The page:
Irish-American FDNY vet tells of daring Hudson rescue during commute to work- VIDEO

Firefighter Randy Regan addresses the media outside his firehouse.

When FDNY firefighter Randy Regan set off for work last Tuesday morning, March 20, it was just the start of another regular day.

The Irish American left his Upper West Side home around 7 a.m. and began his six-mile cycle down to Ladder 20 in SoHo.

“It's a nice route along the river,” Regan, 45, told the Irish Voice.

But cycling down by the Hudson, close to West 82nd Street, the father of two noticed something drifting downstream.

“You always see stuff floating, but I spotted something a little bigger and then I noticed it was a woman,” he said.

“She didn’t really seem distressed, she was more disorientated.”

When Regan called out to the lady she didn’t respond. With over 20-years experience in saving lives he carefully summed up his options. Meanwhile, two female bystanders called the emergency services.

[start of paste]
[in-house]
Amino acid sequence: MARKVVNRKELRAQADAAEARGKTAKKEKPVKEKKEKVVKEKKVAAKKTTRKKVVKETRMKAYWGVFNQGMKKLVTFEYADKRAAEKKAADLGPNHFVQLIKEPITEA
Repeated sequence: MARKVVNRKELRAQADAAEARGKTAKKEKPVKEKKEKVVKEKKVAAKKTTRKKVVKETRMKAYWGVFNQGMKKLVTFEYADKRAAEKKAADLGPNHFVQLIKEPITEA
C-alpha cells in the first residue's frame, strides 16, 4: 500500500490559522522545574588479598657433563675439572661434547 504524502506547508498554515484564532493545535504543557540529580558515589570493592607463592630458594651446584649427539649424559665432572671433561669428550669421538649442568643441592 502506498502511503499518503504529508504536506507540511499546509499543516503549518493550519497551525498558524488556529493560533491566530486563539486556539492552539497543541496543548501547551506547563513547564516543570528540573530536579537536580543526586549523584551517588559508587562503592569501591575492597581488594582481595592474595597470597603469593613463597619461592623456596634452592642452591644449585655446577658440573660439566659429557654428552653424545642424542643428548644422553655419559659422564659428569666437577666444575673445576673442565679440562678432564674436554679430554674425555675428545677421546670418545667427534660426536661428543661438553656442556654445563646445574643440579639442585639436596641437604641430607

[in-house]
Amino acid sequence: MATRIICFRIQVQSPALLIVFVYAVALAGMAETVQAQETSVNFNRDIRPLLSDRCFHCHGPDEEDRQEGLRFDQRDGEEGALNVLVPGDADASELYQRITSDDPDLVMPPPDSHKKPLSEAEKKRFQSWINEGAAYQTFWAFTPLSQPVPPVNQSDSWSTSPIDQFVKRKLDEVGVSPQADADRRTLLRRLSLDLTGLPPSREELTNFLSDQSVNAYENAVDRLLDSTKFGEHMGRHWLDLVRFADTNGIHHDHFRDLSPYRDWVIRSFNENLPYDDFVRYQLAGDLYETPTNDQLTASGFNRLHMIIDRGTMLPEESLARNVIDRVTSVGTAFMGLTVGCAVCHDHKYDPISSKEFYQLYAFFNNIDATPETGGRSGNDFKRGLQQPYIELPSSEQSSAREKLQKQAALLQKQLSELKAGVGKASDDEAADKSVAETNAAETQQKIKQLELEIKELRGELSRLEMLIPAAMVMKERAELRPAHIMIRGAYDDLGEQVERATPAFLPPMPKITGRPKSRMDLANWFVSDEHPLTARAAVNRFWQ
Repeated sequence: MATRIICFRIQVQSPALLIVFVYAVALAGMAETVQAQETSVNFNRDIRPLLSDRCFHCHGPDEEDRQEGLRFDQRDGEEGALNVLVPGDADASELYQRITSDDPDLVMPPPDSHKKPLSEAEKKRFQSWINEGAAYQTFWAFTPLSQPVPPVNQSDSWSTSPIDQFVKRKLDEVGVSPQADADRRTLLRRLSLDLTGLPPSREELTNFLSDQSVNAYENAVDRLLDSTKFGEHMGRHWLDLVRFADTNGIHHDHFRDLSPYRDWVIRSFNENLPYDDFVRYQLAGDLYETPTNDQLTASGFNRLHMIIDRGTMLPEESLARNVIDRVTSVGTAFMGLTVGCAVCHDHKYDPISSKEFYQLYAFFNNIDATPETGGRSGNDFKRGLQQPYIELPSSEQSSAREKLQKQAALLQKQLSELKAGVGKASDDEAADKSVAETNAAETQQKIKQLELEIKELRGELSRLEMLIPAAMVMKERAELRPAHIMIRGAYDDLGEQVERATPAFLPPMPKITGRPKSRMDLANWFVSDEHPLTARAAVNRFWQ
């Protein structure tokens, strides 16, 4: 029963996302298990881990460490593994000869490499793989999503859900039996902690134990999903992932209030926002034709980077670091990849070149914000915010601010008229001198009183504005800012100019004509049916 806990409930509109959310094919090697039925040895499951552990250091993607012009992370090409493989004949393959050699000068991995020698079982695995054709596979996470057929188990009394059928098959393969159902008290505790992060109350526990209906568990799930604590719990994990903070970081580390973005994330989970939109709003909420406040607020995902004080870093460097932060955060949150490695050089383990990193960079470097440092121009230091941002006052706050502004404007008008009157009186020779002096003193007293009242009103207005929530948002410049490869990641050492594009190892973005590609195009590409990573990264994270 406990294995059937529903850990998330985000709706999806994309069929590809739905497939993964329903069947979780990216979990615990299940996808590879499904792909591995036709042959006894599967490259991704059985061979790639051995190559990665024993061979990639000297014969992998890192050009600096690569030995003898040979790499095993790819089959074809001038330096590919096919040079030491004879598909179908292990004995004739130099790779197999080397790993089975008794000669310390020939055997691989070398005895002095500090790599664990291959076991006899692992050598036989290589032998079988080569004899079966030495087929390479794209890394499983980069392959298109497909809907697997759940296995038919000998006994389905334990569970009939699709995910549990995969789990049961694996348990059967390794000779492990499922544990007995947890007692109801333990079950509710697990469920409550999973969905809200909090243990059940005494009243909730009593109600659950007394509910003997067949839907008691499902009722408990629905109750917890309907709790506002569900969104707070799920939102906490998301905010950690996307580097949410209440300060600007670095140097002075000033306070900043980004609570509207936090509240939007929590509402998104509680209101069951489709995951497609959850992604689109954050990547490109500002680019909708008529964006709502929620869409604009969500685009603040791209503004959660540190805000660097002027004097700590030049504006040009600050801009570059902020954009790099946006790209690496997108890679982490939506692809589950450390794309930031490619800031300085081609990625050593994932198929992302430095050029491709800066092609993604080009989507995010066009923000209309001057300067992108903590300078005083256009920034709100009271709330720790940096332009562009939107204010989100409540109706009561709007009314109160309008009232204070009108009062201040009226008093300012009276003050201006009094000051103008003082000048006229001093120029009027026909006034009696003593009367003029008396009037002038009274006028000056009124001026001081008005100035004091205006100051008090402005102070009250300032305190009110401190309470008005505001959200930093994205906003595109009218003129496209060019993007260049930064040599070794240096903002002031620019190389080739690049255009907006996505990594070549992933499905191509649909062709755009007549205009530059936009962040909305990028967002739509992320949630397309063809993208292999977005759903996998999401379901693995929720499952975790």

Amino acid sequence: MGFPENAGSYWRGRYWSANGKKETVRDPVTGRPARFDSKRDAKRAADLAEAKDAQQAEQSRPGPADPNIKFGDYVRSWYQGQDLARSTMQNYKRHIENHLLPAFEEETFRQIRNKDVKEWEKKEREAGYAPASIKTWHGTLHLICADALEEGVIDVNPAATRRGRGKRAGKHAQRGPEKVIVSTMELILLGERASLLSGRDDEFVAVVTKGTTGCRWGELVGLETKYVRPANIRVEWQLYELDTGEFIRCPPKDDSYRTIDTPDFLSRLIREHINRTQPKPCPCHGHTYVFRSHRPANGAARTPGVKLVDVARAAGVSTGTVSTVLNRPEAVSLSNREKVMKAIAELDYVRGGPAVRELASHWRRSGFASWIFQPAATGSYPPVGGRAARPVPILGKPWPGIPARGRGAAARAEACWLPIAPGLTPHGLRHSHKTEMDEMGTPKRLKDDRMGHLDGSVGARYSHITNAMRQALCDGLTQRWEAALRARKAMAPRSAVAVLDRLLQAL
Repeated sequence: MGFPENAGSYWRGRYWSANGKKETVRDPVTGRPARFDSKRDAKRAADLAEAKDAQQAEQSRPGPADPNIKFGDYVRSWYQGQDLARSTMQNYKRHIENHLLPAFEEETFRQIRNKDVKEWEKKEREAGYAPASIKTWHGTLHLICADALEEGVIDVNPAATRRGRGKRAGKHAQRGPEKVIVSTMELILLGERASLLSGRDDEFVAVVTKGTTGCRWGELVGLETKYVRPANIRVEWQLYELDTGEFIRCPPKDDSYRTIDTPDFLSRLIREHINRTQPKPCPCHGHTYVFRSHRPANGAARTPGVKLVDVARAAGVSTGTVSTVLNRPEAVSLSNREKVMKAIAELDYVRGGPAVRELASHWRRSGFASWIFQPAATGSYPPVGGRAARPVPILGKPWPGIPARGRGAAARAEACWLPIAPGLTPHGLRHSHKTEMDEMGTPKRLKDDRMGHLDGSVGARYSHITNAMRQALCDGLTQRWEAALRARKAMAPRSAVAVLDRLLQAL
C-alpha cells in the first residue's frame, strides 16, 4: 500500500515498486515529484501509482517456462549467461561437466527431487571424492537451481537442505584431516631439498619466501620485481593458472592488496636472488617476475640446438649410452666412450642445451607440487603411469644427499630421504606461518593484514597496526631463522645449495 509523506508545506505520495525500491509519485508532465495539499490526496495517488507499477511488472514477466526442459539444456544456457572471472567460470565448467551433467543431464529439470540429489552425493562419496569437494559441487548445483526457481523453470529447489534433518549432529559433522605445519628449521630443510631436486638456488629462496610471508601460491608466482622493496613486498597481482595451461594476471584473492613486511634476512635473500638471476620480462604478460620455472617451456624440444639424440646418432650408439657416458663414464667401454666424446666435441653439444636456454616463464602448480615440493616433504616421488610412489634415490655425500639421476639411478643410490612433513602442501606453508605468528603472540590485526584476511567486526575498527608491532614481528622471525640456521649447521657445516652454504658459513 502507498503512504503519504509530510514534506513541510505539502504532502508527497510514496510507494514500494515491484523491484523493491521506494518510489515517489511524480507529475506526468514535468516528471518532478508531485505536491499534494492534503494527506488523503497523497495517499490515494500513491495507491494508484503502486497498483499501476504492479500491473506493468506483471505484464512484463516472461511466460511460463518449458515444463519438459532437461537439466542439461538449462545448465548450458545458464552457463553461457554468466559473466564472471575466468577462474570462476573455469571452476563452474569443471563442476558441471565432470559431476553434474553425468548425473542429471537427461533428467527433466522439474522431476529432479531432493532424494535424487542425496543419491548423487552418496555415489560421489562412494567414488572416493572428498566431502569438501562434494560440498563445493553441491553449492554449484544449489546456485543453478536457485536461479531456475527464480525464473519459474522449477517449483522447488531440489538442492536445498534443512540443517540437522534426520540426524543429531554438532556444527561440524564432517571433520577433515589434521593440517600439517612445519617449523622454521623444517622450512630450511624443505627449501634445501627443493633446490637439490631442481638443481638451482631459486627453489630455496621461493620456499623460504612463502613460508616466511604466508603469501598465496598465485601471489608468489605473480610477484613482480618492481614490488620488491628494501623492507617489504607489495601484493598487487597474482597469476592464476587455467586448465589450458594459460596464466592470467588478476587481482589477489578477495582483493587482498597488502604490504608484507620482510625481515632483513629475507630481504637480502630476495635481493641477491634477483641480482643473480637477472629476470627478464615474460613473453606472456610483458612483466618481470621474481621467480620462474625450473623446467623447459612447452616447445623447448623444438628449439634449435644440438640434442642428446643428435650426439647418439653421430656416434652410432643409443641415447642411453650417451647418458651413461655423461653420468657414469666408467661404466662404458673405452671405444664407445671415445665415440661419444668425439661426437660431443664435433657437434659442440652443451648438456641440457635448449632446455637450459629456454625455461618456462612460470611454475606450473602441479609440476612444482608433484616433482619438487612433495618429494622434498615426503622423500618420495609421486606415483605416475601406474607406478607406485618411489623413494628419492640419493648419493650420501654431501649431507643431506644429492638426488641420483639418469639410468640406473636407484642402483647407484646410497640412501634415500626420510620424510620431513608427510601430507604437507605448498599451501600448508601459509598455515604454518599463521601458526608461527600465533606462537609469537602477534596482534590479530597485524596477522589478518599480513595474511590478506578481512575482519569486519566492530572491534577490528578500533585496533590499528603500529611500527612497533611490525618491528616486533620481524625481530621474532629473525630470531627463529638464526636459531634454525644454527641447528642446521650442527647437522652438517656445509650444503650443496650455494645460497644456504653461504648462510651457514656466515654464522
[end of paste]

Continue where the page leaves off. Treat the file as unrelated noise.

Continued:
“A couple of things crossed my mind -- there was a fence and rock wall I needed to climb down over, plus the water temperature,” said Regan.

As he took off his shirt and plunged into the Hudson waters, he says the 48-degree water took his breath away.

“I had never been in water that cold without a wetsuit,” Regan said.

Regan swam the 30 feet out to the victim, talking to her the whole time.

“I just kept talking to her. Once I reached her she let go of the log and gave me her hand and I swam her in,” he said.
Once back at the water’s edge, a few men helped Regan pull the woman to safety.

“At that point there were no emergency services.  She was shivering, so we carried her down to the Boat Basin office where there was heating.”

As the emergency services arrived, an unfazed Regan set off on the last leg of his commute to work and made it to his firehouse 40 minutes early for his 9 a.m. shift.

“The police officer wanted a statement. I gave him my phone number and told him to give me call. I showed up at the firehouse soaking wet,” Regan recalls.

Flanked by his fellow FDNY co-workers at a press conference later that day, Regan said there was nothing extraordinary about his rescue.

“It didn’t seem like that big of a deal,” he said.

Regan’s father Jack Regan is a past president of the Irish American Association of Northwest Jersey who teaches set dancing at their clubhouse in Rockaway.